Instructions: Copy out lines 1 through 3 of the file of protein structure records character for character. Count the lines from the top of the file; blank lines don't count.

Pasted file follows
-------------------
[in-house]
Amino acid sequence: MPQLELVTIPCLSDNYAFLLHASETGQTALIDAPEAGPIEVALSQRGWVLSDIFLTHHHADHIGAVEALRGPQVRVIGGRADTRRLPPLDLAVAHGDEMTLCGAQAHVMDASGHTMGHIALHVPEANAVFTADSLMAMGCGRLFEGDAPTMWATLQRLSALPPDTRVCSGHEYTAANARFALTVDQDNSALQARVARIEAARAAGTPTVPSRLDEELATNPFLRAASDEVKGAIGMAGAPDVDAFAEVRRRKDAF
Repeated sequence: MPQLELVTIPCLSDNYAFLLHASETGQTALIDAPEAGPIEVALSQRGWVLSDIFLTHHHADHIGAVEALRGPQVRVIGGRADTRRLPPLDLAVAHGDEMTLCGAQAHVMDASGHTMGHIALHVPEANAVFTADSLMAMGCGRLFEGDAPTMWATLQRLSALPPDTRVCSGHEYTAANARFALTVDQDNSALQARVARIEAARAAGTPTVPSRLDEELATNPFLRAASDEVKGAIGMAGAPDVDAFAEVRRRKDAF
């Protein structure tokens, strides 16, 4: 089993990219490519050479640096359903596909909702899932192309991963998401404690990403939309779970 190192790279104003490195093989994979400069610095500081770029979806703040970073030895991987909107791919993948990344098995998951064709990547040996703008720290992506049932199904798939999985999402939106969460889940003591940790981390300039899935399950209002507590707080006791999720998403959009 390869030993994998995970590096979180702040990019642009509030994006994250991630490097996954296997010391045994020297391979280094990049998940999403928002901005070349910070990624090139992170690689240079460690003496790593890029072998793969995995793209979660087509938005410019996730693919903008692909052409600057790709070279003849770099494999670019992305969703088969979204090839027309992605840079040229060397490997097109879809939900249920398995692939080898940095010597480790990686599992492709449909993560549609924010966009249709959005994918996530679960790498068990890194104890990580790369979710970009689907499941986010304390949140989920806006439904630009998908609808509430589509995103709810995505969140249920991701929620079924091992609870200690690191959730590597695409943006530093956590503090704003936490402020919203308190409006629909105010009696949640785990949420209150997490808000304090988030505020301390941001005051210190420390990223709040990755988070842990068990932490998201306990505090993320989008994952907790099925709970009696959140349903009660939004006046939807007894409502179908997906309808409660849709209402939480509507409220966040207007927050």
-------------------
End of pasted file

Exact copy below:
[in-house]
Amino acid sequence: MPQLELVTIPCLSDNYAFLLHASETGQTALIDAPEAGPIEVALSQRGWVLSDIFLTHHHADHIGAVEALRGPQVRVIGGRADTRRLPPLDLAVAHGDEMTLCGAQAHVMDASGHTMGHIALHVPEANAVFTADSLMAMGCGRLFEGDAPTMWATLQRLSALPPDTRVCSGHEYTAANARFALTVDQDNSALQARVARIEAARAAGTPTVPSRLDEELATNPFLRAASDEVKGAIGMAGAPDVDAFAEVRRRKDAF
Repeated sequence: MPQLELVTIPCLSDNYAFLLHASETGQTALIDAPEAGPIEVALSQRGWVLSDIFLTHHHADHIGAVEALRGPQVRVIGGRADTRRLPPLDLAVAHGDEMTLCGAQAHVMDASGHTMGHIALHVPEANAVFTADSLMAMGCGRLFEGDAPTMWATLQRLSALPPDTRVCSGHEYTAANARFALTVDQDNSALQARVARIEAARAAGTPTVPSRLDEELATNPFLRAASDEVKGAIGMAGAPDVDAFAEVRRRKDAF